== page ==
I think we made a lot of ground on Experimental ItemV2 vs Master this week with some serious performance upgrades with the introduction of potato mode amoungst various fixes. We have decided to stick with the 2 week release cycle for experimental, as with the weekly content drops we were chasing our tail a bit.
For this cycle we will be starting with a quick bug fix patch today or tomorrow, then focusing on on completing the hit feedback upgrades followed by diving deeper into rarity, environmental effects, loot generation and progression. Expect to see rare creature spawns with different effects, that drop rare loot, and more diverse blueprint generation.
This week I will be finishing off the hit feedback system I started work on last week. There was a bug in the initialization step of the effect asset list that caused the effect system to shutdown completely if an effect was played while loading into the game (a pretty common scenario in a real server). This means the impact feedback and hit sounds would have been broken for most people. I will push out a patch tomorrow with a fix for that and finish off fleshing out the effect and sound configuration. A key part of this is the seperation of impacts on you, impacts on others by others, and impacts on others by you. A problem with the old system was that the same sound fired when you landed say, a headshot on someone, as the sound that played when you are getting killed. These should be different so your brain can create a negative and position ascosiation with the effect and not sit in a confused middle ground.
Since last blog I’ve been finishing up the non-performance related changes that went into 0.4.1.4.
This includes adding repairing to the fabricator machines, adding the vehicle wrench, a bunch of little bugfixes and working on the early game balance.
Now the early game is in a place where you can make a pickaxe, hatchet and spear easily and getting your first base up is cheaper and more accessible than ever only requiring 1 rare scrash drop (the ItemV2 equivalent of amber).
I also made hunger less of a concern, now players start with more nutrition, there are more owrongs in the starting zone, normal shigis now always drop meat and forest shigis have an increased chance (of dropping meat). With all these changes staying well fed is maybe a bit too easy but I’d rather stick on the safe side of this balance in the early game, dying before you’ve gotten a base up and having to start over from scratch is pretty harsh so we want everyone to be able to get themselves established without too much trouble.
The next real speed bump in progression is getting your protection gear which in the current setup means killing a whole lot of creatures to get the blueprints you want.
Right now we think this process is too hard and too random and so for the next experimental update we’ll be introducing a way to craft basic blueprints of common rarity.
This means you’ll be able to craft a basic cold protection top without having to get lucky finding the correct drop.
Being of common rarity will mean the item will only provide its basic function (eg. elemental protection for gear, mining power for pickaxe etc), extra stats like swing speed and bonus yield will be reserved for higher rarities coming from blueprint drops.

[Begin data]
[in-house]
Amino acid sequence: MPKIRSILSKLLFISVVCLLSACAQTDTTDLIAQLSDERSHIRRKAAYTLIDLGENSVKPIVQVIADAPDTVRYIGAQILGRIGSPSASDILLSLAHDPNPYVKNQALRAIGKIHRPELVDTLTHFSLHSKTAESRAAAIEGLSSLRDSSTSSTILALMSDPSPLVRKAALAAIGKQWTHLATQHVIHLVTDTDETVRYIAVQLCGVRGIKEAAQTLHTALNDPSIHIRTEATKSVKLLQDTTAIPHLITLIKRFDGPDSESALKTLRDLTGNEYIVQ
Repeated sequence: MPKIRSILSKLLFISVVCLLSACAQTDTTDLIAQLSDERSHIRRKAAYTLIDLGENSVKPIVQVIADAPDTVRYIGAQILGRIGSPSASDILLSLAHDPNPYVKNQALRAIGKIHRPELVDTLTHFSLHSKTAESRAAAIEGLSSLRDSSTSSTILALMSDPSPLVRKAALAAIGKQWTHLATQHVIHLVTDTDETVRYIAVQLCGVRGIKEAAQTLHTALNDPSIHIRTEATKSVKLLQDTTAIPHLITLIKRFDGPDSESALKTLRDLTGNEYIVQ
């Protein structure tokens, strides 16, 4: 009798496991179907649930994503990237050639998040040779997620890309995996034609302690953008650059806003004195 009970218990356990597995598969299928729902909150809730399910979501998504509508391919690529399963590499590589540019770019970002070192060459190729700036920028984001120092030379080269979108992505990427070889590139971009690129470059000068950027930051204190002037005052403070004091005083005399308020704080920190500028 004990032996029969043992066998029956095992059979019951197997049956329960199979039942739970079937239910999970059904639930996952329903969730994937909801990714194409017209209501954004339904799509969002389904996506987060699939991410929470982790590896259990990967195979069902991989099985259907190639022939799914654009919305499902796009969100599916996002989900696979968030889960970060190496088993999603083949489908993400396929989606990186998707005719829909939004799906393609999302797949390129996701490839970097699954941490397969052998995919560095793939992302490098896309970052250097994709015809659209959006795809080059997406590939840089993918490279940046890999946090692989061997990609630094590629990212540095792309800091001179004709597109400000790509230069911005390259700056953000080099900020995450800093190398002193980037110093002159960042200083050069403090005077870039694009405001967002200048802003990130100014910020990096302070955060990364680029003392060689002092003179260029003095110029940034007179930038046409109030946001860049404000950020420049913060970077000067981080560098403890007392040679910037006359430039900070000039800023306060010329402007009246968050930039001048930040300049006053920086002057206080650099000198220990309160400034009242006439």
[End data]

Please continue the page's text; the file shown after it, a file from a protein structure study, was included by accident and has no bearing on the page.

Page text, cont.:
As well as fleshing out the rarities for items I’m also planning to do a similar pass on the creatures to allow them to spawn at different rarities affecting their stats, sizes, abilities, colors and loot.
So there’s not a lot for me to say about last week. I created the fabricator, which is an amalgamation of two existing heavy fabrication machines. The bottom part being a roller/bender for putting curves into long lengths of metal. The top part is a kind of grinder that I fitted onto the bender. Real world machines are the best for references for these machines as they really have that necessity over design, functional look. These references are a great basis for anything that you might want to look like it has an actual purpose.
Very happy with how it came out and how it is in game. I think the Furnace and Drill will get a similar treatment down the line. For now though I am going deep on the AWM and starting the texture work on that.
This week has been a full one for me. Working on getting custom trees into the game that utilize Unity’s built in wind and terrain tools. This has been a rather large learning curve as it’s not just the Unity tree;/wind system I need to understand it’s also the very under appreciated art of making good looking trees. There’s many steps involved in this process and I’m still learning the work flow but it’s definitely come along way from the time I started when my trees looked naked and half dead. In this video you can see the latest iteration of the new tree, this video shows the swaying and leaf flutter to give them some life and not just sit there totally still.
I’ve learnt a fair amount of tricks for making trees sine starting this little project, one of the main problems with my first trees was the vertex normals on the leaves shooting off in all different directions causing the lighting and shadowing to look random and horrible. By projecting the vertex normals outwards to a half sphere it causes the light and shadow to look much smoother and realistic giving the tree a fuller look. You can see here how sharp and jagged the tree on the right is.
Another thing I’ve realized is how much better the tree looks with some ambient occlusion baked into it, gives it some nice shadowing and adds some depth too it which is always good. Still feel I have a lot more too learn but so far it’s going pretty well. The whole point of this process is so we can add in some more biome specific trees that give each biome a unique feel, it may not seem like it would change all that much but it will really add to the feel of each new area.